The Beauty That’s There

In Fyodor Dostoyevsky’s novel “The Idiot”, the protagonist of the story, Prince Myshkin, sees a painting by the 16th Century Renaissance painter Hans Holbein the Younger and is at once both captivated and terrified by it. It’s the famous Holbein piece The Body of the Dead Christ in the Tomb (2CV warning to all my Reformed friends. Also, the title is exactly what the piece is, so…). In the story, Prince Myshkin’s fascination with the piece is so strong that he alleges it has the power to make a believer lose their faith. This scene in the novel, however, was based on Dostoyevsky’s own fascination with the painting. He would stare at the painting in an almost obsessive fashion. For hours at a time he would sit examining the artwork, captivated by the subtle message it conveys of the paradox that Life itself could be subject to Death. It’s said that, at times, his wife would literally have to drag him away from the painting or else he would forego sleeping, eating, and drinking, inducing an epileptic seizure (apparently it had happened before).

Dostoyevsky’s fascination with the painting is itself fascinating to me. Was it some strange neuroticism that led to this kind of behavior? Probably. But it was his intentional immersion into the masterpiece that produced the inspiration that led to one of his many literary masterpieces in The Idiot. He filled his mind and time with something brilliant, and was able to produce something brilliant in turn.

This kind of activity, what I’ll call “intentional immersion”, is somewhat of a lost art these days. In a world full of sound bites and tweets, headline after headline filling our newsfeeds, and a constant barrage of notifications drawing us out of any kind of concerted effort to ponder or think or admire for any meaningful length of time, intentionally immersing ourselves into something beautiful or challenging or worthwhile is difficult to make happen.

I experimented with this idea of intentional immersion myself once. During one of my insomniatic episodes, I listened to I, The Mighty’s Connector album from front to back two and a half times through. At 45 minutes long, this took me about two hours. The album itself is, in my opinion, a musical masterpiece (it’s a “post-hardcore” album, which means it’s a little bit on the heavier side of the musical spectrum, although still very poppy and catchy. Just a friendly warning if you’re unfamiliar with the genre and your curiosity is piqued). The album is produced and written to flow cohesively from one song to the next, the lyrics are full of plenty of allegory, symbolism, and poeticism to keep your interpretive wheels turning, and the variety of sounds and experimentation on the album keep it fresh from front to back. It has all the elements of a truly fantastic piece of art.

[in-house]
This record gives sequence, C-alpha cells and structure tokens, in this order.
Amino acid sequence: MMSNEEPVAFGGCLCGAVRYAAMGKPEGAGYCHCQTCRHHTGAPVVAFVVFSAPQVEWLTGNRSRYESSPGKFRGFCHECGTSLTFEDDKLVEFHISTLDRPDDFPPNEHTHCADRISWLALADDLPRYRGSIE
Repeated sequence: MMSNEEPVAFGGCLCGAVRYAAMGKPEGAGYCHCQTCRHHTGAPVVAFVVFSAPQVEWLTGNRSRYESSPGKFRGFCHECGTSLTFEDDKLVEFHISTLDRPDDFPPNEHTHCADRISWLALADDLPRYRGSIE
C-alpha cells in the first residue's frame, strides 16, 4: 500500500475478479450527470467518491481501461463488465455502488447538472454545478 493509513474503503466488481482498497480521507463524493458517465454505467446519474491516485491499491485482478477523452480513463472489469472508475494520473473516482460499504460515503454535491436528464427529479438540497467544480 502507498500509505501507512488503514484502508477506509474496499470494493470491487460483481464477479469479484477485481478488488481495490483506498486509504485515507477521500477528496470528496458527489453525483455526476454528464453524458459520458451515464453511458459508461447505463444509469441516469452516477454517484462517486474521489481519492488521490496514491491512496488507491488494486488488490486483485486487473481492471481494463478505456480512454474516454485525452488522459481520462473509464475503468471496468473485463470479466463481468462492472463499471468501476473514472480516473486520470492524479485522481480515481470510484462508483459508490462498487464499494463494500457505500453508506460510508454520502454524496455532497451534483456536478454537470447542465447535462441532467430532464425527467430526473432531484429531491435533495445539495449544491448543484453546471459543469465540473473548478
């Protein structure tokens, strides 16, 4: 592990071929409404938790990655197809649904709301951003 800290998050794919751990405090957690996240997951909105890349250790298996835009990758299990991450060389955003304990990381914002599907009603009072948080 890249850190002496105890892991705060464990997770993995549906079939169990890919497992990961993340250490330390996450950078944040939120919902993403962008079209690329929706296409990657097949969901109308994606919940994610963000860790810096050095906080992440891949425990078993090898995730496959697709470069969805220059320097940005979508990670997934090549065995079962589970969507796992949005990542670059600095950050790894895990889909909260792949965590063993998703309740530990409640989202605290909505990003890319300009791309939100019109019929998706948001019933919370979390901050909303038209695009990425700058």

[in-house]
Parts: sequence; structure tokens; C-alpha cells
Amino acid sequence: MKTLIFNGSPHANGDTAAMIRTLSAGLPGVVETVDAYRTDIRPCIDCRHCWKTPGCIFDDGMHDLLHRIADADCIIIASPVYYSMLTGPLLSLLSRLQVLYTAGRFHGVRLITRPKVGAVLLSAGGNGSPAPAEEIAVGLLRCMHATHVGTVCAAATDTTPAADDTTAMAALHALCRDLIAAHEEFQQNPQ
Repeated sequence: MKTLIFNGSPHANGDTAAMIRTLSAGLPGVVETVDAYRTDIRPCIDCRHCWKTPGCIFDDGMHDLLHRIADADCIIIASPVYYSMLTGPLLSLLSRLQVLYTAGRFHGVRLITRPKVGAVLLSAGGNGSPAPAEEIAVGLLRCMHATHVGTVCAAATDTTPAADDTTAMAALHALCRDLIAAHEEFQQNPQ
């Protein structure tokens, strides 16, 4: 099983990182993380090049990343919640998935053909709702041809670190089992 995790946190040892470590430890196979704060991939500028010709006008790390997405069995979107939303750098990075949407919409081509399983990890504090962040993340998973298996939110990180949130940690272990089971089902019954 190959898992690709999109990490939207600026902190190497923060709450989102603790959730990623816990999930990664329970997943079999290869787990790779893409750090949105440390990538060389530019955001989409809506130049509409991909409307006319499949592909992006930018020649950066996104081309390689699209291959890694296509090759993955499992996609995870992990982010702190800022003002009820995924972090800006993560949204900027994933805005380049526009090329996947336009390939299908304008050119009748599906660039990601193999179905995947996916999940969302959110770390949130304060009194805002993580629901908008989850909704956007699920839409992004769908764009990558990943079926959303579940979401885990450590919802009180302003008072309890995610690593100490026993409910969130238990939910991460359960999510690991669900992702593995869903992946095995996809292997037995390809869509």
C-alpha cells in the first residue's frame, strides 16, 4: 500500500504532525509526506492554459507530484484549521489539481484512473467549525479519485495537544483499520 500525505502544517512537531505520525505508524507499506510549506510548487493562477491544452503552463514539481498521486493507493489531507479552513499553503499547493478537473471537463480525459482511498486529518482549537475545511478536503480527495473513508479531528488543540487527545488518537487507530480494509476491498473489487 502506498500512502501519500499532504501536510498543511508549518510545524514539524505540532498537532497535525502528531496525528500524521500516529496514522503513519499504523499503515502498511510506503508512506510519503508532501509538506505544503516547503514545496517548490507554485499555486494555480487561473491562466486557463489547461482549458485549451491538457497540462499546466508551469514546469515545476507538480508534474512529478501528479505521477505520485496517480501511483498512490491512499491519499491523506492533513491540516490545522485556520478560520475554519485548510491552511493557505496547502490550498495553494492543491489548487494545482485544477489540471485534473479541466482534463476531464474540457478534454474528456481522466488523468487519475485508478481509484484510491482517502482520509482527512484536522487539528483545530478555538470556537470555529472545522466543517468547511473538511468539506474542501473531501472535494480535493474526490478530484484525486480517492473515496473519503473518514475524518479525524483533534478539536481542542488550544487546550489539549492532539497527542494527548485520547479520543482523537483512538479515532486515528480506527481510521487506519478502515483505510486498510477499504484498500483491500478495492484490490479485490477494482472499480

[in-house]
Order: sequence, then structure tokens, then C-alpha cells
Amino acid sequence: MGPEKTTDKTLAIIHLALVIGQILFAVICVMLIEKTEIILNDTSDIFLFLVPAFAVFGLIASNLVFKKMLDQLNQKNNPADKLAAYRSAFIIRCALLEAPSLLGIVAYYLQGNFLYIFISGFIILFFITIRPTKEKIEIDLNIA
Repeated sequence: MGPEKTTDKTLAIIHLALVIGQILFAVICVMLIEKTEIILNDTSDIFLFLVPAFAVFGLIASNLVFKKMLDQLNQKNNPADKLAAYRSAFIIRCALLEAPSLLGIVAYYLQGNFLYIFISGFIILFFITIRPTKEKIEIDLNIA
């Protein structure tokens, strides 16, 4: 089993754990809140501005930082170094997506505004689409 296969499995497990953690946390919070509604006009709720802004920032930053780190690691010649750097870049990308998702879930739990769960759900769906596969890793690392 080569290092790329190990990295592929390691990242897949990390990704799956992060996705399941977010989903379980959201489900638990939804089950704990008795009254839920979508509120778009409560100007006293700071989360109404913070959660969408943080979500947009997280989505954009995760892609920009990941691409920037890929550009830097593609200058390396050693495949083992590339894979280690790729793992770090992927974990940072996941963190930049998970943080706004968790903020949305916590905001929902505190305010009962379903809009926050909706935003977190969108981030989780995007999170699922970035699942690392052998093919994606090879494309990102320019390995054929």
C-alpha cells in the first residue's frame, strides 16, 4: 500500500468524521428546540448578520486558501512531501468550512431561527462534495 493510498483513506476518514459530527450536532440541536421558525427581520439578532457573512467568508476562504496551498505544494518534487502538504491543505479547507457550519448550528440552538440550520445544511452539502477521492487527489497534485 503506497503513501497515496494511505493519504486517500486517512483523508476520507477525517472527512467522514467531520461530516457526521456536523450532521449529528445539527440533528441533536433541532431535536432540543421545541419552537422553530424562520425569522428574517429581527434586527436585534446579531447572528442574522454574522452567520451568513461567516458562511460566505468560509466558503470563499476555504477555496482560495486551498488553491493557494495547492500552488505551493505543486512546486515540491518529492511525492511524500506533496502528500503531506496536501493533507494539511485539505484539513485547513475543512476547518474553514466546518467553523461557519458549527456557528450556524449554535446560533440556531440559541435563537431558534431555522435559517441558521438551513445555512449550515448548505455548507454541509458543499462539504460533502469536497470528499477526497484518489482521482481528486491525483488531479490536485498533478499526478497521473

I laid in my bed in the dark, the cool air from the fan blowing on my face, and I was able to devote all of my focus and attention to just listening. I’ve listened to the album countless times, but on this occasion I noticed things I’d never heard before: how the synth swell covers a subtle key change from E to Ebm into Psychomachia, the title to the song being a reference to a poem from the early 5th Century describing the Christian’s battle between various vices and virtues; the once obscure but now obvious reference to the trap of misery intended in the lyrics of The Lying Eyes of Miss Erray; the female harmonies in (No) Faith in Fate that, upon closer inspection, are quite unconventional from a music theory perspective, but serve to magnify the main theme of the song that things don’t always go the way you want. And I could go on and on.

At the end, I developed a deeper appreciation for the album because I now know it so much better. I feel I’m much more intimately knowledgeable about the intricacies of the music. I’m much more appreciative of the beauty of the art.

This exercise in intentional immersion has allowed me to write 310 words about an obscure album, from a relatively obscure band, in a relatively obscure genre. I’ve been able to produce something of value (I hope!) because I intentionally immersed myself in something beautiful. Similar to Dostoyevsky, I’ve been inspired by certain motifs and patterns in the album that I’m sure will fuel my writing tank at some point down the road. But without intentionally immersing myself into the music, I never would have attained this level of appreciation, inspiration, and knowledge.

Although I do think music is a worthwhile medium to intentionally immerse yourself into, I wonder what benefits would be gained from intentionally immersing myself into other activities: photography and artwork, films, books, etc.. This kind of immersion is obviously hindered by the busy pace of most of our lives, mine included, but I can’t help but wonder how much beauty we are missing out on because we don’t have the time, focus, or attention spans to see it. And if we don’t see it, we can’t offer the world anything beautiful in return. Too much static can ruin an otherwise beautiful song, not because it affects the song, but because it distracts us from it. It’s interesting to think what kinds of beauty could be released into the world if we decided to regularly take time to block out all the noise and immerse ourselves into the beauty that’s there.

So I’m curious: what do you find yourself easily immersed in? Are there any books, albums, poems, films, photographs, landscapes, ideas, topics, etc., that you find particularly mesmerizing? I’d like to invite you to pass anything along that you think fits the bill. My world could stand to be filled with more beauty.